Subject: Re: [boost] New Lib "Beast", HTTP + WebSocket protocols
From: Vinnie Falco (vinnie.falco_at_[hidden])
Date: 2016-04-24 17:34:31
On Sun, Apr 24, 2016 at 3:33 PM, VinÃcius dos Santos Oliveira
> I wish you could put more details in the documentation, so I can understand
> Beast better without delving into the code.
Agreed. The HTTP side can definitely use more documentation. Since the
announcement I added a new page which explains things step by step:
> like Bjorn already stated, nice library.
Thanks, it is appreciated!
> Could you please write an example of how do you imagine the ideal
> server-side API?
Well, being role-agnostic means the same functions are used by both
clients and servers. The only meaningful difference is that a server
will receive request objects and send response objects instead of the
other way around. The message class template distinguishes requests
and responses using a bool "isRequest" template argument. These
statements each declare a response:
http::message<false, http::string_body> resp;
Both of these declarations are identical, http::response is merely a
type alias for http::message with the bool "isRequest" set to true.
The same functions are used by both clients and servers to read and
Beast comes with an example program that implements a basic web
server, capable of serving simple HTML, in both synchronous and
> ...it may be useful to add client-side only useful functions where we can
> have specialized get or post methods.
These definitely sound like useful operations, and they should be
available at some interface level. But its not clear that they they
are sufficiently general purpose as to merit inclusion in a library
that tries to satisfy everyone. No matter how specialized the get or
post method there still needs to be a way to package the message up in
a first-class type and send or receive it; Beast provides the means to
>> Thursday I started on a header-only parser,
> I wasn't aware of this effort before.
Its a minor effort, likely not worthy of fanfare.
> I took a look now that you mentioned. From what I've seen, I assume that
> this parser has a SAX-like interface where you interact through callbacks.
I'm writing something that functions very similarly in style to the
nodejs-http-parser, but updated for C++. The goal here is to eliminate
a blemish on Beast, that it is not completely header-only. It inherits
the zero-memory / zero-copy design of nodejs-http-parse to retain as
much of its performance as possible (although, it does away with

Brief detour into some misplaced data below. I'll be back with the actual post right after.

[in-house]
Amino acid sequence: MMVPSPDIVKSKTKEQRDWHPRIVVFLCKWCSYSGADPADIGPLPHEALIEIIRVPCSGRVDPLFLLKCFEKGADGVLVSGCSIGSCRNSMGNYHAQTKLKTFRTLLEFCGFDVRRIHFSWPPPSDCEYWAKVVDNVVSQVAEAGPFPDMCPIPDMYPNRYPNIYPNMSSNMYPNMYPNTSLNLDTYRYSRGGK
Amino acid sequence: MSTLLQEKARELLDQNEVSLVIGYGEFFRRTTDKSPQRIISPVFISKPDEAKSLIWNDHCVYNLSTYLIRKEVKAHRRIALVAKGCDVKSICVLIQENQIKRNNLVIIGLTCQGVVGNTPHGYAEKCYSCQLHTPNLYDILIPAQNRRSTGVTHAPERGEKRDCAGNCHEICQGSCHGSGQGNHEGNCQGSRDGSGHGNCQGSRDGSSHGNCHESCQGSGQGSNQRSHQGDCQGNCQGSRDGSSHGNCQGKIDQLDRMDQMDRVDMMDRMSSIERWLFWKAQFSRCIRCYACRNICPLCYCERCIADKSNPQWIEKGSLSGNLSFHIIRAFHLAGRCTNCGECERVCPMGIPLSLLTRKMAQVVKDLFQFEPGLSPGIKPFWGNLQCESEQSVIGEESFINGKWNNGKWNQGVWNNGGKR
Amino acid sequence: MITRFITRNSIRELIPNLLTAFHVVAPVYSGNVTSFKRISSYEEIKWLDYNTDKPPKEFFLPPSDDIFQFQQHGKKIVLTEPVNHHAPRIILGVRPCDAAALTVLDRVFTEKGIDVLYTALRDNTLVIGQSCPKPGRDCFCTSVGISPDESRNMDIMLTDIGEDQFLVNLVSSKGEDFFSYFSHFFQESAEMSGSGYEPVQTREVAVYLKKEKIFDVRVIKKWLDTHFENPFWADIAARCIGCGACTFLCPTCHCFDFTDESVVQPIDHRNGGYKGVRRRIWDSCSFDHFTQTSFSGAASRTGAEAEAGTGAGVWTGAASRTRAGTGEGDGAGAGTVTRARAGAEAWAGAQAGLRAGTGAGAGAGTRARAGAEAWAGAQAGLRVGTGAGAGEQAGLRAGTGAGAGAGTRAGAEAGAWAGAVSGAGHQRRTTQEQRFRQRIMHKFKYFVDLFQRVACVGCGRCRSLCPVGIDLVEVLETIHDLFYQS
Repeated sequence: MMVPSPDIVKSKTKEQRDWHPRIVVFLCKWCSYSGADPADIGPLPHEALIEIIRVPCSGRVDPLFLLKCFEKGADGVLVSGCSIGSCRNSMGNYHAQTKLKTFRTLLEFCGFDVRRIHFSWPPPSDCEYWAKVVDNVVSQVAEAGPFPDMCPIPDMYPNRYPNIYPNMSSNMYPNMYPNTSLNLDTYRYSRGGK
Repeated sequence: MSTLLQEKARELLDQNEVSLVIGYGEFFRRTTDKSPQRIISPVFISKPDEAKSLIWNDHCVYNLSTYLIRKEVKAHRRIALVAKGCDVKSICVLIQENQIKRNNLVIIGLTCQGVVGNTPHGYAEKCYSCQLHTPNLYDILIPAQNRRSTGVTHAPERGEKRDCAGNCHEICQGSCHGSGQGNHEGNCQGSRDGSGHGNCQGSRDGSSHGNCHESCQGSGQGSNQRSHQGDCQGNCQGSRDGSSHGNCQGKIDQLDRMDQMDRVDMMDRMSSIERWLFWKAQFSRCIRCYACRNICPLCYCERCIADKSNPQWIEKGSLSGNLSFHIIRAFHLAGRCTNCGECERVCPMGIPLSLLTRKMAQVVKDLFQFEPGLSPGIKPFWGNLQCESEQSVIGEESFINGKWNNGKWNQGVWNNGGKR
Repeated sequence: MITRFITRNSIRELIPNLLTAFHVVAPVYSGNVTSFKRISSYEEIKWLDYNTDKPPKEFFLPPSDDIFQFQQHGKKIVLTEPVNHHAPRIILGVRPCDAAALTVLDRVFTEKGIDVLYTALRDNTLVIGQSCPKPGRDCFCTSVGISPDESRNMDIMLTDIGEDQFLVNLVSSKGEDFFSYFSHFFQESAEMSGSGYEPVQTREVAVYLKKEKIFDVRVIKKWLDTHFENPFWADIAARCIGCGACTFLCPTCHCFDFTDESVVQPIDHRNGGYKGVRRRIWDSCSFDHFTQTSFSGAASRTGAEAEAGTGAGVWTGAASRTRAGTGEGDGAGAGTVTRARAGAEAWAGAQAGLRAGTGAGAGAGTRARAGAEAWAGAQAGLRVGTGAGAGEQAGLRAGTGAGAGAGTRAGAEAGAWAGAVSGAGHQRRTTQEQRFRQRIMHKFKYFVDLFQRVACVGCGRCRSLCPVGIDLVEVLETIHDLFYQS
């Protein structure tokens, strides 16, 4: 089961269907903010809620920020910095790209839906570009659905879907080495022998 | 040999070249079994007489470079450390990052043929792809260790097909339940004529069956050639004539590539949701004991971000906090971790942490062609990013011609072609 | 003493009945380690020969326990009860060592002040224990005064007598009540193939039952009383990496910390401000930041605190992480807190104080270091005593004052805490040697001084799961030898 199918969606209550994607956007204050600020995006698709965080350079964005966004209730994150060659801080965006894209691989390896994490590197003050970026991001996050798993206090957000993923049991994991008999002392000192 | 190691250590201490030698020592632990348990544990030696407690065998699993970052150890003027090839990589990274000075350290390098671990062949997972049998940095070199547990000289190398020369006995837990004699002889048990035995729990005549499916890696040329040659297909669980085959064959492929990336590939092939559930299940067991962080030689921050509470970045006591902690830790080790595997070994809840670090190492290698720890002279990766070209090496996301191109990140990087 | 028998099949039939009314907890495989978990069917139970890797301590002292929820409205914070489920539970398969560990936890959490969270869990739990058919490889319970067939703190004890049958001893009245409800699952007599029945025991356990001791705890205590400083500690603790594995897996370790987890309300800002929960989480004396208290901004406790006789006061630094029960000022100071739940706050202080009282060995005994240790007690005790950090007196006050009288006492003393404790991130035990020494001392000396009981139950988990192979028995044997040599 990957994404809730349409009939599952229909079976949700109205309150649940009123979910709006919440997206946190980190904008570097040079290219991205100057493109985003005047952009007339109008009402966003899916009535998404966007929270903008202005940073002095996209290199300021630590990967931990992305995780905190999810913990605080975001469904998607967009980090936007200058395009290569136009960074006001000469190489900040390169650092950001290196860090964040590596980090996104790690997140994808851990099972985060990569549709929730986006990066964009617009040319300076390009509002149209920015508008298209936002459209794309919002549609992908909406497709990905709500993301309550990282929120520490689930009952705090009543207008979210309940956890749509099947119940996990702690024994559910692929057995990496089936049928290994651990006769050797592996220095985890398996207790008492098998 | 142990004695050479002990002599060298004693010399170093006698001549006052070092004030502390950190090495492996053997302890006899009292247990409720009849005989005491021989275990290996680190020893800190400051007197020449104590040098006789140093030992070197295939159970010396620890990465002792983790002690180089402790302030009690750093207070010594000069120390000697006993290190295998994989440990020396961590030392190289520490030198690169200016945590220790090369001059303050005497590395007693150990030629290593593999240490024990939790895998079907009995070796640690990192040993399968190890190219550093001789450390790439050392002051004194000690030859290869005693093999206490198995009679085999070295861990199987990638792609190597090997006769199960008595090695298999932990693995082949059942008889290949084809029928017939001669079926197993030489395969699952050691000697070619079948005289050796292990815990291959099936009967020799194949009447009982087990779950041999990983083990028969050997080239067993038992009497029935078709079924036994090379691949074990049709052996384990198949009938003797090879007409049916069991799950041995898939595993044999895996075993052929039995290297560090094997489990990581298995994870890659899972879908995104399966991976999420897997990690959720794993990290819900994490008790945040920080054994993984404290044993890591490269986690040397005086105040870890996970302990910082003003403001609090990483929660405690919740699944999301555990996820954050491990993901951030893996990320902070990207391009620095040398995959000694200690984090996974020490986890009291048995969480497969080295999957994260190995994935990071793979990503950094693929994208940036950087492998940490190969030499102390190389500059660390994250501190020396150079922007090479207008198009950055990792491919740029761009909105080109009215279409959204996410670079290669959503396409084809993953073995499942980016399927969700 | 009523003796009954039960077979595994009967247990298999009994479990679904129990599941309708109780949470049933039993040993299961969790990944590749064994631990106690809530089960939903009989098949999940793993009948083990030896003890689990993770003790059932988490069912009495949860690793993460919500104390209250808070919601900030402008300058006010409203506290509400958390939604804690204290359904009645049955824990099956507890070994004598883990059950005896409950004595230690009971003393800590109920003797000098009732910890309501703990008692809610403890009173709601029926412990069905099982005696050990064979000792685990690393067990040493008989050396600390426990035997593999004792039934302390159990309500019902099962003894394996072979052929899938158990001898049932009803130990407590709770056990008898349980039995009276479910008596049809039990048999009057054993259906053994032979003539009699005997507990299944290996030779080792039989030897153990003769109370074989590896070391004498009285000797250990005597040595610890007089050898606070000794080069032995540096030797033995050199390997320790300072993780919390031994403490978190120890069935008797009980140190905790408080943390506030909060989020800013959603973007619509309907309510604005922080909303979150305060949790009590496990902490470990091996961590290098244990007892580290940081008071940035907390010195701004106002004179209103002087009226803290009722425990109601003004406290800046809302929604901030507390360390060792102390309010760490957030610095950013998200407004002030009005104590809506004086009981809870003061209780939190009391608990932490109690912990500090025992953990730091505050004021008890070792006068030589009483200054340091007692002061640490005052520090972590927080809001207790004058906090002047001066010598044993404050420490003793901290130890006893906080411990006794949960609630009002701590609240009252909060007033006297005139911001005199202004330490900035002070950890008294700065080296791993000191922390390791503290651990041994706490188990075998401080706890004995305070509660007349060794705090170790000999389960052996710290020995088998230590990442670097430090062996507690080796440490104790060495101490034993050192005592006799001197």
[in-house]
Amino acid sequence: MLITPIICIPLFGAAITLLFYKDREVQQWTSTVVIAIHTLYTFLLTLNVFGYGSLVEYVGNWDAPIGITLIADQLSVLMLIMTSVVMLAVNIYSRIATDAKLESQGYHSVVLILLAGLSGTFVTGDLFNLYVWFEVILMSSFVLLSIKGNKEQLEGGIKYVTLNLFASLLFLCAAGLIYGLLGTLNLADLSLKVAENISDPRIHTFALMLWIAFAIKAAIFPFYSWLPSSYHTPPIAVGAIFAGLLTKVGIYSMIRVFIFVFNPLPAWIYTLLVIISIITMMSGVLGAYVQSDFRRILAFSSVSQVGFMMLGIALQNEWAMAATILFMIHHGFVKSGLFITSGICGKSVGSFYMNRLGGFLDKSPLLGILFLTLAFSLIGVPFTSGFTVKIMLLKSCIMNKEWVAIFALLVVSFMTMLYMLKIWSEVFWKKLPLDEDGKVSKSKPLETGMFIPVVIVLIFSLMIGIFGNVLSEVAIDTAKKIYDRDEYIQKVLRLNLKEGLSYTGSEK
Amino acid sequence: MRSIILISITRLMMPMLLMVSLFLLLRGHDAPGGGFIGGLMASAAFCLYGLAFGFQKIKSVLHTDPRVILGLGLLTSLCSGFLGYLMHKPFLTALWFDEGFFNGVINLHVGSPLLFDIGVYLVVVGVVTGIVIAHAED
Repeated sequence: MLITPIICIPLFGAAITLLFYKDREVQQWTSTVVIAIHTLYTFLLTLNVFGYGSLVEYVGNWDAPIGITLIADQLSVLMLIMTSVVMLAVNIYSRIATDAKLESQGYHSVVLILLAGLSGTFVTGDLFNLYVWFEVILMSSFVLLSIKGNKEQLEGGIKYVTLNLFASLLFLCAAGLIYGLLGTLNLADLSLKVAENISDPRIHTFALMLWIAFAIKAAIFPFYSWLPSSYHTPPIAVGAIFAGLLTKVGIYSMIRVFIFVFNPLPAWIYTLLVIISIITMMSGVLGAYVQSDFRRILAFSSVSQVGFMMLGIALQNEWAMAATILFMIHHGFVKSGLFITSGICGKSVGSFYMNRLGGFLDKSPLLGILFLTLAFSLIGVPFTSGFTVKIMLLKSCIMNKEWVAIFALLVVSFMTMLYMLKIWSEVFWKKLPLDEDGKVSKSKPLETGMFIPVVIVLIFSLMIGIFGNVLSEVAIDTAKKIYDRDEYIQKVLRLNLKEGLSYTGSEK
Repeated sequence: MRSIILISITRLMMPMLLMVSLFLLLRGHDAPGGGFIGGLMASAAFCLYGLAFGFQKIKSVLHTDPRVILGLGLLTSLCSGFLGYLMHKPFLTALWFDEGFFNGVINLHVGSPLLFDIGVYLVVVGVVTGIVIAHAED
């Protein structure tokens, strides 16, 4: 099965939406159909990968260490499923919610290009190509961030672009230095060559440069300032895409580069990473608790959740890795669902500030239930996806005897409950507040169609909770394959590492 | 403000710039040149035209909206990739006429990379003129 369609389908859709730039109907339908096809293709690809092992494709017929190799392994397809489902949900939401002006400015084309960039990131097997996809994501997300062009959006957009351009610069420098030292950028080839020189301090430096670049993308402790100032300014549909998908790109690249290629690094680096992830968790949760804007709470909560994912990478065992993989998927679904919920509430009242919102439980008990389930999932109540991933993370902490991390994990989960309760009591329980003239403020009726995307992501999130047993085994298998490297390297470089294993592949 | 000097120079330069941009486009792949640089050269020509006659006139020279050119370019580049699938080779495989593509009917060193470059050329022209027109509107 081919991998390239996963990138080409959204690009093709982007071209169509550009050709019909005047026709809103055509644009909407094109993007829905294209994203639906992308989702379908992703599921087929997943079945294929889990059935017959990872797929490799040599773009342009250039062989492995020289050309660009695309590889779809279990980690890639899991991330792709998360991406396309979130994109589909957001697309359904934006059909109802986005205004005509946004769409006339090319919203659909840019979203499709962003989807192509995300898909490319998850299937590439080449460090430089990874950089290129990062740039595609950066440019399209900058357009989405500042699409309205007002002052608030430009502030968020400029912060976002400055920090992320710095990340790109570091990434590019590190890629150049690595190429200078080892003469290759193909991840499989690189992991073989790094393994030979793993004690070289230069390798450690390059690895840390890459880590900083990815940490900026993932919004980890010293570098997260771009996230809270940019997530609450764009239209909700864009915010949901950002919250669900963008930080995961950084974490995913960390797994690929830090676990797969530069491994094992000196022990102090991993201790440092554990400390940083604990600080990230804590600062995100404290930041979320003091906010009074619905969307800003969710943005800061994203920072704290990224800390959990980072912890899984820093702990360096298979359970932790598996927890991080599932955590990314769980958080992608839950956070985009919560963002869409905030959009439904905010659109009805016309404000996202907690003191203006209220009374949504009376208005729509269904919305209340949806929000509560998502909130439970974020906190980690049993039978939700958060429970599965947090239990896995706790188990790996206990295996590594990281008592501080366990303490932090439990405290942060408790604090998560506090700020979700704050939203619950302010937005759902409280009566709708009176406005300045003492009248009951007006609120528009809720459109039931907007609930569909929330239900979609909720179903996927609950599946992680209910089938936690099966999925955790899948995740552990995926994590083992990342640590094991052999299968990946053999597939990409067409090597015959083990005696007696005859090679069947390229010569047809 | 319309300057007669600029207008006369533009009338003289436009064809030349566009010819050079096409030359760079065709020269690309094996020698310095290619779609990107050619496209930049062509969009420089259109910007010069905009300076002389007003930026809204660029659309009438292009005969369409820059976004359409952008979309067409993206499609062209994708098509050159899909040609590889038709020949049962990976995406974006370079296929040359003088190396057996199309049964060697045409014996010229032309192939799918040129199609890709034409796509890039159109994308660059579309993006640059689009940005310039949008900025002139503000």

architecture-specific branch prediction hints). Some of the design
improvements I'm making:
* Users derive from the parser base class using CRTP (Curiously
Recurring Template Pattern)
* Callbacks are optional, detected through SFINAE
* Callbacks are made to the derived class
* The callbacks are transparent to the compiler (i.e. no function
pointers), allowing inlining
* No macros or dependence on preprocessor directives
* No dependencies except for boost::string_ref; easily reused in other projects
* Random HTTP-message generator for fuzzing
> The Boost.Http parser that will be developed within this summer will be a
> pull parser. It has a less intrusive design and can be used to build parser
> with SAX-like interfaces or DOM-like interfaces. It should be useful enough
> to also be used as is (i.e. without wrapping in another interface).
Beast doesn't try to offer a universal or flexible parser, it just
offers a parser that gets users reading messages right out of the box,
and is sufficiently robust and performant as to make it a competitive
choice for implementing production-class servers.
Beast's HTTP message reading implementation is general purpose,
callers can provide their own Parser template argument that meets the
type requirements (*), permitting alternate implementation strategies.
For example, keeping only the headers you care about. Or using a
perfect hash function to decode the field name to an enum. This works
hand in hand with customizing the Headers parameter in the message
class template argument.
(*) planned feature
> It should also be easy to expose iterators using this parser and allow us to
> reuse all STL algorithms.
Since the whole thing is now templated it might be practical to revise
the interface to accept a Boost.Range of chars and work with iterators
in the fashion you described. That could be the subject of a future
Boost list run by bdawes at acm.org, gregod at cs.rpi.edu, cpdaniel at pacbell.net, john at johnmaddock.co.uk